The Oregonians and I spent a couple days backpacking in Lore Lindu’s montane rainforest

Puli makes some tea at a break on the trail

Going east from Borneo I re-crossed Wallace’s Line, and Sulawesi’s forests are a mixture of Australian and Asian organisms.  I was excited to find this Eucalyptus in Lore Lindu at the western edge of its genus’ range.

Our descent out of the valley coincided with a massive deluge marking the start of the local rainy season.  We bounced along for four hours in the back of the tarp-covered jeep, driving straight through new waterfalls and over fresh landslides blocking the road, getting soaked as water poured through holes in the tarp.  That was another scene worth remembering—soaking wet, bouncing through water and mud, in the hands of a skilled barefoot driver in a baseball cap, perpetually puffing away on a cigarette as he maneuvered his way down the mountain.

We left Lore Lindu just as the rainy season started and flash floods swamped the road down from the mountains

Our driver managed to navigate the floods and fresh landslides to return us to Tentena

Our guide and general go-to guy was Agus, a local who spoke Pamona, Indonesian and great English.  He was good natured and became more of a friend than a guide.  One morning I awoke to find that during the night he had found an interesting ant and wrapped it in tissue paper so I could see it the next day.  On the last day he spent hours weaving bracelets from a rattan and a fern fiddlehead, using only a machete.  He gave one to me and one to Helen as parting gifts.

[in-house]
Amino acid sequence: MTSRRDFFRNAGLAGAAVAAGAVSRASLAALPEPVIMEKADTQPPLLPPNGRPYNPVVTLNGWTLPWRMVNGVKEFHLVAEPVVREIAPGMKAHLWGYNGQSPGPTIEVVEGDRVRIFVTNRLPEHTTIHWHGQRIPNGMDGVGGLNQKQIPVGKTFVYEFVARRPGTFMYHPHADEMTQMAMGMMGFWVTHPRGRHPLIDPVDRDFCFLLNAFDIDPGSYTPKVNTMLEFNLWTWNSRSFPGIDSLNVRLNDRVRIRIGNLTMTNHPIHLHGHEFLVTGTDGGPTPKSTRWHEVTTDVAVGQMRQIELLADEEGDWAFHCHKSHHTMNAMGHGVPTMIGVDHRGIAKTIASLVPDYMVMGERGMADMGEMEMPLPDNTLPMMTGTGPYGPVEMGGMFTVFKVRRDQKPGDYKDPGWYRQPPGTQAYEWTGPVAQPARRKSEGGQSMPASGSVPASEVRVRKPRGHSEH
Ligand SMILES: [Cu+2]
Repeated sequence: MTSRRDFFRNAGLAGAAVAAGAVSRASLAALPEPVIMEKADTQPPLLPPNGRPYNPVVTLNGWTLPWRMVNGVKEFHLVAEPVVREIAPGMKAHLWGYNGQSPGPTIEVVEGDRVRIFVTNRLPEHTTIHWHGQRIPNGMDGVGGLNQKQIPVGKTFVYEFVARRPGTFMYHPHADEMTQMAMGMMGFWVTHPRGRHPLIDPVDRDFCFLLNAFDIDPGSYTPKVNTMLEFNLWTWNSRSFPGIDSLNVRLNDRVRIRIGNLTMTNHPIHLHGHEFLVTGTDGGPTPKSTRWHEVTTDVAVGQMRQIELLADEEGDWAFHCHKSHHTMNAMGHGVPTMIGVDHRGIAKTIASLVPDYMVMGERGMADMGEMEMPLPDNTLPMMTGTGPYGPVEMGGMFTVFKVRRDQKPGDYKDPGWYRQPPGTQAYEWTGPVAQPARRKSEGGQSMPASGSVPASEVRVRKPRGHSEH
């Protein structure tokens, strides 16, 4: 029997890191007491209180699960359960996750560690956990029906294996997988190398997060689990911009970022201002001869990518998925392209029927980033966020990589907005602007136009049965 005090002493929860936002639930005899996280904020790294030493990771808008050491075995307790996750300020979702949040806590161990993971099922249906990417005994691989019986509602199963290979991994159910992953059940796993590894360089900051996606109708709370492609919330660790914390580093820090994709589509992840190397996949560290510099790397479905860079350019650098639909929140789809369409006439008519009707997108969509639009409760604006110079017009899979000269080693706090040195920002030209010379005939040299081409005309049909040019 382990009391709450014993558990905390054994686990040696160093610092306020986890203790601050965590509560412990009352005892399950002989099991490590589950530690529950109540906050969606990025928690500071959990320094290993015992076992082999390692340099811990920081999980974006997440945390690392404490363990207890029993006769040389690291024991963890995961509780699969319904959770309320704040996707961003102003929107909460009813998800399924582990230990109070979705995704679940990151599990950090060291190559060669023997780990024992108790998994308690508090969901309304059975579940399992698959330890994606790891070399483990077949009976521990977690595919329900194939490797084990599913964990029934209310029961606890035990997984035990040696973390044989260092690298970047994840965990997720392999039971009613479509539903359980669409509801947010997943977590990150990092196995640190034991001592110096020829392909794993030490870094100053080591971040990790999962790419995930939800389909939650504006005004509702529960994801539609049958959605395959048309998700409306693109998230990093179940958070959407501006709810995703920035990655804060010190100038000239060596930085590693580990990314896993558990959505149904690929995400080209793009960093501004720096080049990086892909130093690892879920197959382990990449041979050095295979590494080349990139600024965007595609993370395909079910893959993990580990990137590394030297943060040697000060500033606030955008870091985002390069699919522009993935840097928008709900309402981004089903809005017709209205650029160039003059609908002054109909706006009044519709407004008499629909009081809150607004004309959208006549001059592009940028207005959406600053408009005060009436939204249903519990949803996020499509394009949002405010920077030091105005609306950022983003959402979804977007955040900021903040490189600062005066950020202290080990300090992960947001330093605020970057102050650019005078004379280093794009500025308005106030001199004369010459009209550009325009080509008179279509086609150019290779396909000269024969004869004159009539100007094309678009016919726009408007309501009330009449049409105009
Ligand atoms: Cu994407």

After our backpacking trip the Oregonians and I made our way to Ampana.  It’s a seaside town on the south shore of the giant bay that separates the northern arm of Sulawesi from the rest of the island.  One evening we took a short boat trip to Tanjung Api National Park, where cliffs catch on fire due to underground hot methane deposits.  We chartered a small motorized outrigger boat and snorkeled in the seagrass meadows and fringing coral reefs.  I got to experience animals I normally don't encounter, like seahorses, puffer fish, sea cucumbers, starfish, and corals.

Ampana lies on the Gulf of Tomini which separates Sulawesi’s northern and eastern peninsulas

Our boat to Tanjung Api—“Fire Point”—not only had a great name, but also had a nice chunk taken out of the front as if it had struck an iceberg or had a duel with Jaws.

Here I part ways with the Oregonians.  I have only a few days to somehow find a way to Manado in time to get my visa extended... it will be a close race.  Visa extension is a three day process but I hear you can rush the process through bribes, so that may give me a couple extra days to get there.